COVID-19 and immunological regulations - from basic and translational aspects to clinical implications.

Schön, Michael P; Berking, Carola; Biedermann, Tilo; Buhl, Timo; Erpenbeck, Luise; Eyerich, Kilian; Eyerich, Stefanie; Ghoreschi, Kamran; Goebeler, Matthias; Ludwig, Ralf J; Schäkel, Knut; Schilling, Bastian; Schlapbach, Christoph; Stary, Georg; von Stebut, Esther; Steinbrink, Kerstin (2020). COVID-19 and immunological regulations - from basic and translational aspects to clinical implications. Journal of the German Society of Dermatology, 18(8), pp. 795-807. Wiley 10.1111/ddg.14169

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The COVID-19 pandemic caused by SARS-CoV-2 has far-reaching direct and indirect medical consequences. These include both the course and treatment of diseases. It is becoming increasingly clear that infections with SARS-CoV-2 can cause considerable immunological alterations, which particularly also affect pathogenetically and/or therapeutically relevant factors. Against this background we summarize here the current state of knowledge on the interaction of SARS-CoV-2/COVID-19 with mediators of the acute phase of inflammation (TNF, IL-1, IL-6), type 1 and type 17 immune responses (IL-12, IL-23, IL-17, IL-36), type 2 immune reactions (IL-4, IL-13, IL-5, IL-31, IgE), B-cell immunity, checkpoint regulators (PD-1, PD-L1, CTLA4), and orally druggable signaling pathways (JAK, PDE4, calcineurin). In addition, we discuss in this context non-specific immune modulation by glucocorticosteroids, methotrexate, antimalarial drugs, azathioprine, dapsone, mycophenolate mofetil and fumaric acid esters, as well as neutrophil granulocyte-mediated innate immune mechanisms. From these recent findings we derive possible implications for the therapeutic modulation of said immunological mechanisms in connection with SARS-CoV-2/COVID-19. Although, of course, the greatest care should be taken with patients with immunologically mediated diseases or immunomodulating therapies, it appears that many treatments can also be carried out during the COVID-19 pandemic; some even appear to alleviate COVID-19.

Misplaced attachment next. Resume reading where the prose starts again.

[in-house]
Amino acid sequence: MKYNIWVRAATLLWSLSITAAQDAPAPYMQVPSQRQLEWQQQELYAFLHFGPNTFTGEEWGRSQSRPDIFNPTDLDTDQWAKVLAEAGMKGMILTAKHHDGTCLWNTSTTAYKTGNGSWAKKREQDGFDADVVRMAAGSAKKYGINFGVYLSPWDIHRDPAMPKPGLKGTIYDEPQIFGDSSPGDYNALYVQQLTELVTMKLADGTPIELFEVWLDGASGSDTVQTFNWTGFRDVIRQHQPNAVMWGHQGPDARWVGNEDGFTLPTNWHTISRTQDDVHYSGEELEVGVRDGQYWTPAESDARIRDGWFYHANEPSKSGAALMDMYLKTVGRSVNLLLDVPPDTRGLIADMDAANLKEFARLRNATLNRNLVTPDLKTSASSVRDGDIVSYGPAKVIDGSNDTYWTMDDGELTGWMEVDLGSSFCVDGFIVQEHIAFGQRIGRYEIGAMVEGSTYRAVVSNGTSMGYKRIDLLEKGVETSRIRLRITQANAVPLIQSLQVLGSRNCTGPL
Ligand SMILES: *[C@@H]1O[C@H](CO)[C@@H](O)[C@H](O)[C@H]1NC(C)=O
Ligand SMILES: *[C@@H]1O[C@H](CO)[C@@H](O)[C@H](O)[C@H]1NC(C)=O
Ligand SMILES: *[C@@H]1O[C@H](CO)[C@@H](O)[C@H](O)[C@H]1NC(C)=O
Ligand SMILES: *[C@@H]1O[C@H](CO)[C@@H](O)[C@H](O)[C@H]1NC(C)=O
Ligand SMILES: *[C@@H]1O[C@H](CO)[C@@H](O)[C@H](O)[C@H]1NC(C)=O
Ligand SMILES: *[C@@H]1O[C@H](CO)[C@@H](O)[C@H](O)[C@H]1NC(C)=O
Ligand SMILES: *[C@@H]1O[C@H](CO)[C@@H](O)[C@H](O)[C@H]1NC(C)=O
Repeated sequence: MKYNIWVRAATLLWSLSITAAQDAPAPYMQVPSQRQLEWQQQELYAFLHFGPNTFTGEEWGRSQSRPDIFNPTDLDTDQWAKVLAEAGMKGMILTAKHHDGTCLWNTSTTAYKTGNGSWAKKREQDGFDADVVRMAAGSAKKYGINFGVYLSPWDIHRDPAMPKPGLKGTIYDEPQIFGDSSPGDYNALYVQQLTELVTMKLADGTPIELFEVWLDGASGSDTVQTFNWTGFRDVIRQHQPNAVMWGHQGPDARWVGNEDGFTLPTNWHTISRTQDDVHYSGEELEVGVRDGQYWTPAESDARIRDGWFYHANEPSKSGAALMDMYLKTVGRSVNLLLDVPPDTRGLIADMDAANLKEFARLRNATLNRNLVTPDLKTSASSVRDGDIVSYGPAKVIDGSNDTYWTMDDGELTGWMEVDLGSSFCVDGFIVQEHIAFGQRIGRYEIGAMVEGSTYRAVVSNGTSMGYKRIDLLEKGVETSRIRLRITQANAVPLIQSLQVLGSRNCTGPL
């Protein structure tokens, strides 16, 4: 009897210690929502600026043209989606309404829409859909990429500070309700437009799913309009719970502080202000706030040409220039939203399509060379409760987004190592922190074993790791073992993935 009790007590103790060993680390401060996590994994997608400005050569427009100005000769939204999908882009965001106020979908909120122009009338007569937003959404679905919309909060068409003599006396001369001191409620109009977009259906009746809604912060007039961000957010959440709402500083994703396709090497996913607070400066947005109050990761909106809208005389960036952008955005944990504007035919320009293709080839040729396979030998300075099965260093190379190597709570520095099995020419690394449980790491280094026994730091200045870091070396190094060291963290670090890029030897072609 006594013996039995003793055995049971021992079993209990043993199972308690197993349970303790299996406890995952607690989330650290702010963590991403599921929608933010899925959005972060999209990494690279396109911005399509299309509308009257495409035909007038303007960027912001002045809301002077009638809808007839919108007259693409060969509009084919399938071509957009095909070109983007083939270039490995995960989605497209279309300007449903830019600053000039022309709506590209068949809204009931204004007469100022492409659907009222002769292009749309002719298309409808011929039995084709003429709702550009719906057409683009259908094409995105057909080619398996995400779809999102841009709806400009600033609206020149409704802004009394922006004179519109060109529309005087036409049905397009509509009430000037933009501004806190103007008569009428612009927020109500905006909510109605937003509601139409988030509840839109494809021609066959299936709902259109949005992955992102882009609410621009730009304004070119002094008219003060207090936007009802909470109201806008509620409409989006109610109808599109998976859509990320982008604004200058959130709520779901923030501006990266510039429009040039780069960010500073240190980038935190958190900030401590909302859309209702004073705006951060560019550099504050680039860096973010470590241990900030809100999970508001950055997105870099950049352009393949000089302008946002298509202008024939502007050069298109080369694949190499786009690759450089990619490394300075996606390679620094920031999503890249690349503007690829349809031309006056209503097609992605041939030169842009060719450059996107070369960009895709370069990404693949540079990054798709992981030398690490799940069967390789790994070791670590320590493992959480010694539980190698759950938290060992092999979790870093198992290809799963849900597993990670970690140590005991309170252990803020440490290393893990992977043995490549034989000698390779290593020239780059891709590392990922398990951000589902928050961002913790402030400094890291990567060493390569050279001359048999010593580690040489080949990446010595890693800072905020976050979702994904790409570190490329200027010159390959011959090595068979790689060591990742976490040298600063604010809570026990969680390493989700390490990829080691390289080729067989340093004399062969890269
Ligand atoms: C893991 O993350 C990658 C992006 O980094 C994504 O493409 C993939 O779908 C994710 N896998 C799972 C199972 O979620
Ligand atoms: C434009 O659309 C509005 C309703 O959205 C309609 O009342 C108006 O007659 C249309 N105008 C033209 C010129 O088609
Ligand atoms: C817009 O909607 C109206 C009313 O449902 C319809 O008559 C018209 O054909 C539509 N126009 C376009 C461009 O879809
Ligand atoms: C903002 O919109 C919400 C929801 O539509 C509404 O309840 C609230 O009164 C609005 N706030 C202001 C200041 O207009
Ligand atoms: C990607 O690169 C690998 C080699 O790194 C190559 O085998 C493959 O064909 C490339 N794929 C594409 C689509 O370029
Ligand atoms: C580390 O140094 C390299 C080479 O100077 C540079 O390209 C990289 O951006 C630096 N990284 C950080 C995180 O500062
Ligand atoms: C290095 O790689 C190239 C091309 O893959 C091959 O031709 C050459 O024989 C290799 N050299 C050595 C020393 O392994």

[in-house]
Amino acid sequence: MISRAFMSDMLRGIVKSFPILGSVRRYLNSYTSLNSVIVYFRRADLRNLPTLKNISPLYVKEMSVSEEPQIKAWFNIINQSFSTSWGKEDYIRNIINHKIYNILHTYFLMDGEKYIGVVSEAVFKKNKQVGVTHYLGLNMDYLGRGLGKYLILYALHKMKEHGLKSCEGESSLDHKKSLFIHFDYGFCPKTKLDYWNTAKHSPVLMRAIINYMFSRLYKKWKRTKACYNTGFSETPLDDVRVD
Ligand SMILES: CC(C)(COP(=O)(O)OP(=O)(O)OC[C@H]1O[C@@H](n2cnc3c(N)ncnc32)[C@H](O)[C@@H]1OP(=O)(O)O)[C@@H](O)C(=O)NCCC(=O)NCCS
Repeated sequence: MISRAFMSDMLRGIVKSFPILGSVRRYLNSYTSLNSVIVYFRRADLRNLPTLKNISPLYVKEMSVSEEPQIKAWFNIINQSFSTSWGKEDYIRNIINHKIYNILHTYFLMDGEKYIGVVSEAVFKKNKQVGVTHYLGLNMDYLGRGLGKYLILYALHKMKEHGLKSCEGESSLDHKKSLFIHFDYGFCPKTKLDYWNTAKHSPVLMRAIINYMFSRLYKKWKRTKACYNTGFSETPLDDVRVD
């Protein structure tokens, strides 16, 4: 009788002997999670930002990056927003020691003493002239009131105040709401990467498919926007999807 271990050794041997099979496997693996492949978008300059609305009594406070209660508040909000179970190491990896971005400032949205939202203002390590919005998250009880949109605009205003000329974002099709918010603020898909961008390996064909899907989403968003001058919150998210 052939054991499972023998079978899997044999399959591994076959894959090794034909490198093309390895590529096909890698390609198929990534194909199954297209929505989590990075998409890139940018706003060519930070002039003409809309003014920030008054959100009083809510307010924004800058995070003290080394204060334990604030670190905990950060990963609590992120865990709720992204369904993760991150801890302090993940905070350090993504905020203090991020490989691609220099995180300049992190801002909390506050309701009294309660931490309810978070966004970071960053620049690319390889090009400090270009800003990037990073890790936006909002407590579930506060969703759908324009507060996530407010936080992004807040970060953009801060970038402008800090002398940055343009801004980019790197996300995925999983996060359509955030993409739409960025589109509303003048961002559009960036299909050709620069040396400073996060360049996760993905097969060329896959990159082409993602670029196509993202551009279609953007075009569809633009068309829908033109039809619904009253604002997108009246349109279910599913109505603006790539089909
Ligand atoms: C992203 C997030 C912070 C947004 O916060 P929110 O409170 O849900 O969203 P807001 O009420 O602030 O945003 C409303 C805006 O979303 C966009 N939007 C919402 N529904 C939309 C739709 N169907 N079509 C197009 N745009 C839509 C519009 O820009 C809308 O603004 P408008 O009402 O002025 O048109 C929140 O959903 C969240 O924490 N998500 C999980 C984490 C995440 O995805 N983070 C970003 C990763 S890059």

Item Type:

Journal Article (Review Article)

Division/Institute:

04 Faculty of Medicine > Department of Dermatology, Urology, Rheumatology, Nephrology, Osteoporosis (DURN) > Clinic of Dermatology

UniBE Contributor:

Schlapbach, Christoph

Subjects:

600 Technology > 610 Medicine & health

ISSN:

1610-0387

Publisher:

Wiley

Language:

English

Submitter:

Sandra Nyffenegger

Date Deposited:

16 Dec 2020 08:02

Last Modified:

16 Dec 2020 08:02

Publisher DOI:

10.1111/ddg.14169

PubMed ID:

32761894

BORIS DOI:

10.7892/boris.149496

URI:

https://boris.unibe.ch/id/eprint/149496

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